Humans express several proteins that breakdown the synthetic chemicals and drugs (collectively known as xenobiotics) that we ingest or are administered. Expression of these proteins is itself regulated by the xenobiotic-sensing proteins PXR and CAR. Developing animal models to determine the relative importance of PXR and CAR for humans to breakdown a specific drug has been difficult because the human and animal proteins sense different xenobiotics. However, Nico Scheer and colleagues, at TaconicArtemis, Germany, have now developed a panel of mice that will help researchers address this issue and enable them to predict more accurately how drugs are likely to be broken down in humans, providing important information regarding probable toxicity and efficacy.

In the study, four types of mouse were generated: mice that lacked PXR, mice that lacked CAR, mice that expressed human PXR in place of mouse PXR, and mice that expressed human CAR in place of mouse CAR. In addition, breeding these different mice in various combinations led to the generation of mice expressing both human PXR and human CAR and mice lacking both PXR and CAR. To prove that this panel of mice could be used to more effectively evaluate how PXR and CAR are likely to influence drug breakdown, they were used to demonstrate that upregulation of drug-destroying enzymes by the barbiturate Phenobarbital is mediated by only CAR, whereas previous in vitro studies had indicated a role for both PXR and CAR.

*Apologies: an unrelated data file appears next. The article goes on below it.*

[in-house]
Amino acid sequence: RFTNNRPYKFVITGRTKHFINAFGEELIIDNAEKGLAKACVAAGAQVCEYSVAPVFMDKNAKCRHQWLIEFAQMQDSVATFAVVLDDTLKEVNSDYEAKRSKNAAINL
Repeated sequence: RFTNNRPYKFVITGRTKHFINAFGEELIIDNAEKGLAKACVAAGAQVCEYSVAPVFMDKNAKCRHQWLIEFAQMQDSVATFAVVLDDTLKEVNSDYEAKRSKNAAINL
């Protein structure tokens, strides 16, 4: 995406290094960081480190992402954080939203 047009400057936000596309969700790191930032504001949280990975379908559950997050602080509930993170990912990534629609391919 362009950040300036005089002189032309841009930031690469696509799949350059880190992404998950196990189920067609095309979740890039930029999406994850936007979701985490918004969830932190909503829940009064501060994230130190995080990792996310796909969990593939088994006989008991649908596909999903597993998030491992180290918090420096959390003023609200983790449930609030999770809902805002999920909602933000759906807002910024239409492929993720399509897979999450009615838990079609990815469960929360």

TITLE: A novel panel of mouse models to evaluate the role of human pregnane X receptor and constitutive androstane receptor in drug response

Nico Scheer
TaconicArtemis, Cologne, Germany.
Phone: 49-221-9645343; Fax: 49-221-9645321; E-mail:

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HEMATOLOGY: Some types of leukemia are addicted to Notch proteins